Cultures around the world carry tales of vampires, but not all fit the Dracula stereotype: an old count preying on young women. While that is terrible, it’s nothing in comparison to Lilith, the queen and mother of these creatures of the dark. A combination of disturbing monster and ultimate seductress, she sucked the blood of men and caused disease, miscarriages, sterility, erotic dreams and nightmares. She was also—if you watched True Blood then you already know!—the first vampire.
Though tales vary slightly, the most common account of Lilith’s life comes from Jewish folklore and the medieval tale The Alphabet of Ben Sira. The basic story goes like this: Lilith was Adam’s first wife, made at the same time and of the same dust as Adam. Because she saw herself on equal terms with Adam, she refused to take the submissive sexual position and cursed him when he refused to see her as an equal. So, she ran away to the Red Sea and began sleeping with demons and having 100 children a day (sheesh!).
To bring her back to Eden, God sent three angels with a message that he would kill her demon children if she didn’t return to Adam. Lilith chose option B: she cursed the angels and was banned from Paradise forever. Now God had a man without a wife, so he borrowed Adam’s rib and created Eve, which only enraged Lilith further. She declared war against mankind, promising to murder children, torment men and destroy women’s hopes for families.
So where does the vampire connection come into play? Well, Lilith’s goal was to seduce men in the night, steal their semen and produce more demon spawn. But she would also sometimes suck their blood to make herself stronger, killing her victims once she was done. And she’s immortal because she didn’t eat from the forbidden fruit of the Garden, unlike Adam and Eve.
Men believed that whenever they had nocturnal emissions, Lilith had visited them; sometimes monks would even sleep with their hands over their genitals while holding a crucifix in order to keep her away. Similarly, it was said that the three angels God sent to bring Lilith back to Adam made her promise to not touch anyone who had an amulet with their names on it. Pregnant mothers would often wear these amulets or place them on their newborn children—especially the boys—to shield them from Lilith’s clutches.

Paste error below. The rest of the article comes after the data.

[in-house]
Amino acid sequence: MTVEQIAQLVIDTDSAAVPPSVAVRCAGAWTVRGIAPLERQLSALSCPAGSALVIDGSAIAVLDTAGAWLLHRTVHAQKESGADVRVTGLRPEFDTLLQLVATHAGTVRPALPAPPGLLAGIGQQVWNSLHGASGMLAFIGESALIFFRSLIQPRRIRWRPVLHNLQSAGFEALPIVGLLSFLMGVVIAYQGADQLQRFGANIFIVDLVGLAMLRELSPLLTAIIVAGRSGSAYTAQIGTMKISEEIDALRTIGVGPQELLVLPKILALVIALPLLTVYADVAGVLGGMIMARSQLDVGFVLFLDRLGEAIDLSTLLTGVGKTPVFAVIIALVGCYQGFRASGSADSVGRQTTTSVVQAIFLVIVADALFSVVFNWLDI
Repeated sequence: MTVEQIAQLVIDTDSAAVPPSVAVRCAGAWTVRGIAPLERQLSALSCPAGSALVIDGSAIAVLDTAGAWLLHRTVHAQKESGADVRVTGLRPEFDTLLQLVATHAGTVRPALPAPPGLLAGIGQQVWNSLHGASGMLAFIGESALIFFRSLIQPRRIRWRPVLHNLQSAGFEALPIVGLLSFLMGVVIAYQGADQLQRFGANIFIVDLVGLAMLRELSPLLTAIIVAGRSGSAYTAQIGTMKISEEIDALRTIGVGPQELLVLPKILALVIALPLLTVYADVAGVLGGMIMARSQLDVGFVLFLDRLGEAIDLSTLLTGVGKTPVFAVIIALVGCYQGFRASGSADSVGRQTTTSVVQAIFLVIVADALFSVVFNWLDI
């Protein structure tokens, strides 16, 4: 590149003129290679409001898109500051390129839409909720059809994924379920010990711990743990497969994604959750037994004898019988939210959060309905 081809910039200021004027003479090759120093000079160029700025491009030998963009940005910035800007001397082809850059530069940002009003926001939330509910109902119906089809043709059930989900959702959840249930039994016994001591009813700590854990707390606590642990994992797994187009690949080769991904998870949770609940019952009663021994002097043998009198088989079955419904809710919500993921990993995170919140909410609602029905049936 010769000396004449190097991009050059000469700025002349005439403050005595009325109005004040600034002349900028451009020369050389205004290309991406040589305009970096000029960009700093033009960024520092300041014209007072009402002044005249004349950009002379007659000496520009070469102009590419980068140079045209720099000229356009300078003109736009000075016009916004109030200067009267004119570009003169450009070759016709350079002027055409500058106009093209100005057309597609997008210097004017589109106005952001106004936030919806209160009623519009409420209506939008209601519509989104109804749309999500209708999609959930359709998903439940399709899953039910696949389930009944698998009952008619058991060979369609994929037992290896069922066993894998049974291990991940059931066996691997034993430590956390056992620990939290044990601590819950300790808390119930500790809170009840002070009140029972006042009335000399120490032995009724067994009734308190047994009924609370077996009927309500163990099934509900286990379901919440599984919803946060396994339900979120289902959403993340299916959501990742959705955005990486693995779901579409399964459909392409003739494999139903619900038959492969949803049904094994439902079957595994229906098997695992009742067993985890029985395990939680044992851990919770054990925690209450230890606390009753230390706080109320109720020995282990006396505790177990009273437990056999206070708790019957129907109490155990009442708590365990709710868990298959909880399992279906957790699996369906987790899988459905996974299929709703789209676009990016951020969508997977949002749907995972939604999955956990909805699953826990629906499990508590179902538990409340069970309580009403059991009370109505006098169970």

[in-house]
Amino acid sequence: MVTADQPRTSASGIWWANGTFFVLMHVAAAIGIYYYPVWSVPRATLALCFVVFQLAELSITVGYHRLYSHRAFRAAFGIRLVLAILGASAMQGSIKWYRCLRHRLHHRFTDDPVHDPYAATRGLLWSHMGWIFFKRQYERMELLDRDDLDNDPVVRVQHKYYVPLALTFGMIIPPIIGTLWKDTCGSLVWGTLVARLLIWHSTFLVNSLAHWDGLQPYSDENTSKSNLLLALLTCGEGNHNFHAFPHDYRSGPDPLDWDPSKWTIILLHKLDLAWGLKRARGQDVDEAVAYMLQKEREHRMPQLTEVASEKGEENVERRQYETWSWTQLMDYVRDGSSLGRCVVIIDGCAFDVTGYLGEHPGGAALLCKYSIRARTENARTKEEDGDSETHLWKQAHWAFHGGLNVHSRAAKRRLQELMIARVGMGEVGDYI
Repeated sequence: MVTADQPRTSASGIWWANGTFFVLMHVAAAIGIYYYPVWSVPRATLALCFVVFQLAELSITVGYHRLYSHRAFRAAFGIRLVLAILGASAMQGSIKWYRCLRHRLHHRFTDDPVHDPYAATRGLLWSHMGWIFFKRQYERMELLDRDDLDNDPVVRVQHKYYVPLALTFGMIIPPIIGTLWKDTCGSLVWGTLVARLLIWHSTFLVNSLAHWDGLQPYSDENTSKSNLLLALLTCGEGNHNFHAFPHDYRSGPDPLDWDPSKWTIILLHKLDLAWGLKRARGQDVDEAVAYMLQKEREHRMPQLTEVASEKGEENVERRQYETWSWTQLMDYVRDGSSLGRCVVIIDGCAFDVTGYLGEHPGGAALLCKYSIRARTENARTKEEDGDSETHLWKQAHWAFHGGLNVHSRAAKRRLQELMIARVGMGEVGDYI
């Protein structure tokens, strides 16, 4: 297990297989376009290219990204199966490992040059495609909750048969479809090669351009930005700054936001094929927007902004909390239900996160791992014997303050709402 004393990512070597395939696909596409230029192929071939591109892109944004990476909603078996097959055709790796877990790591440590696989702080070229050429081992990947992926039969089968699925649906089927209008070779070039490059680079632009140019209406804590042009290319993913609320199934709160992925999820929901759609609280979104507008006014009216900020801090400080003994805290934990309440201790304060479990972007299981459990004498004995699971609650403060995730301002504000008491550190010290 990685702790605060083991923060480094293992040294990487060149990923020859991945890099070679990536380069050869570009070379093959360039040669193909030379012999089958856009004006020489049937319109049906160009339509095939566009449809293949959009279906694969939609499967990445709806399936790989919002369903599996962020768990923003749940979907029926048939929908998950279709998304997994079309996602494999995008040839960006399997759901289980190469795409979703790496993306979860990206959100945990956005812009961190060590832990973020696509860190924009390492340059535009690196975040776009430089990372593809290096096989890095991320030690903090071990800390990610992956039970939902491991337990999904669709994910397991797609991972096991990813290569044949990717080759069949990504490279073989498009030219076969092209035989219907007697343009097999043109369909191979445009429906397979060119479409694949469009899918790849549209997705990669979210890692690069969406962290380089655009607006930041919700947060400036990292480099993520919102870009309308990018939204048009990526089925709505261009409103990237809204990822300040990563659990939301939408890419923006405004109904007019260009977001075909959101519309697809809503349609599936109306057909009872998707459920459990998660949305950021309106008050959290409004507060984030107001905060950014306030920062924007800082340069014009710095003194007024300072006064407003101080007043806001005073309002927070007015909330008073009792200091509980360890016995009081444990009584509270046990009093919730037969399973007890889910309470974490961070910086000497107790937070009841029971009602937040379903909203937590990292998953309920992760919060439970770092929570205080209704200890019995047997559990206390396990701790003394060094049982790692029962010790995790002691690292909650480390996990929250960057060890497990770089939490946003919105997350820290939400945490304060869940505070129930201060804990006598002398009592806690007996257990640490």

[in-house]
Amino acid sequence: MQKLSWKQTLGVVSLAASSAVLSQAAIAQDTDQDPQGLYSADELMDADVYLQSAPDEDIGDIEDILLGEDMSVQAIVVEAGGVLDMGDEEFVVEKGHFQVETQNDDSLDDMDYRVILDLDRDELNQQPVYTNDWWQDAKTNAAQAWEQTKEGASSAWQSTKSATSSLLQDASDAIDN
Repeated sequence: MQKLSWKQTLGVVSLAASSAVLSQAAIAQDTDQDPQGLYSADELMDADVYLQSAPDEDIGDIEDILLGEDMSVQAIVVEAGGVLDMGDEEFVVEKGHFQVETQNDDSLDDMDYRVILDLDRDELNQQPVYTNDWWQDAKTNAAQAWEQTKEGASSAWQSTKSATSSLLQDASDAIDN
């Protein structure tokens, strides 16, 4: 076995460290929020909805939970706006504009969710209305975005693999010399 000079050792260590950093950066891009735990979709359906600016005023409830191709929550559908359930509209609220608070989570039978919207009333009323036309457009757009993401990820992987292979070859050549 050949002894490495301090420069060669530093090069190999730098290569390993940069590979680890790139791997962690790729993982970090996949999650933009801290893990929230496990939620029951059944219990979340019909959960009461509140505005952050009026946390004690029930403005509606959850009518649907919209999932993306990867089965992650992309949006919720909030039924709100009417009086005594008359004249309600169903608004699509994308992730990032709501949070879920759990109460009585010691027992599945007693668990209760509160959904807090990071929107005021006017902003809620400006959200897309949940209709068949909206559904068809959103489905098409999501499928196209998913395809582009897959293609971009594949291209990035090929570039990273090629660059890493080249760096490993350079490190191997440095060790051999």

Unlike good ol’ Count Dracula who looks pretty human, Lilith is often depicted with wings, talons and sometimes even a lion’s head. In fact, it’s only within the last few hundred years artists have portrayed her as a beautiful woman. She’s also associated with owls, jackals, deserts, snakes and according to the Kabbalah, Lilith’s powers are strongest during the waning of the moon.
But Lilith isn’t found in just Jewish culture: various aspects of her character and behavior pop up in Iranian, Babylonian, Mexican, Greek, Arab, English, German, Asian and Native American legends. She’s alluded to in the oldest manuscript we have, the Babylonian Epic of Gilgamesh, in the Old Testament book of Isaiah, the Dead Sea Scrolls and the Talmud as well as the Alphabet of Ben Sira. She has modern references too. George McDonald, Goethe, John Keats, Robert Browning and C.S. Lewis outright address or allude to the queen of darkness while modern practicers of magic sometimes worship her.
Interestingly, some feminists have adopted Lilith as a symbol of equality because she refused to be subservient to Adam. Some of the most famous feminist writers, like Edith Perlman and Cynthia Ozick, have written for the Jewish magazine named after her. The magazine just kind of avoids the whole vampire, killing babies and succubus thing, or blames Lilith’s bad rep on the men who wrote history.
It’s pretty crazy how myths like these can be passed down through thousands of years of history, and in cultures around the world. It almost makes you wonder if maybe there’s some truth to it. But that would be crazy, right?
Well, some people certainly don’t think so.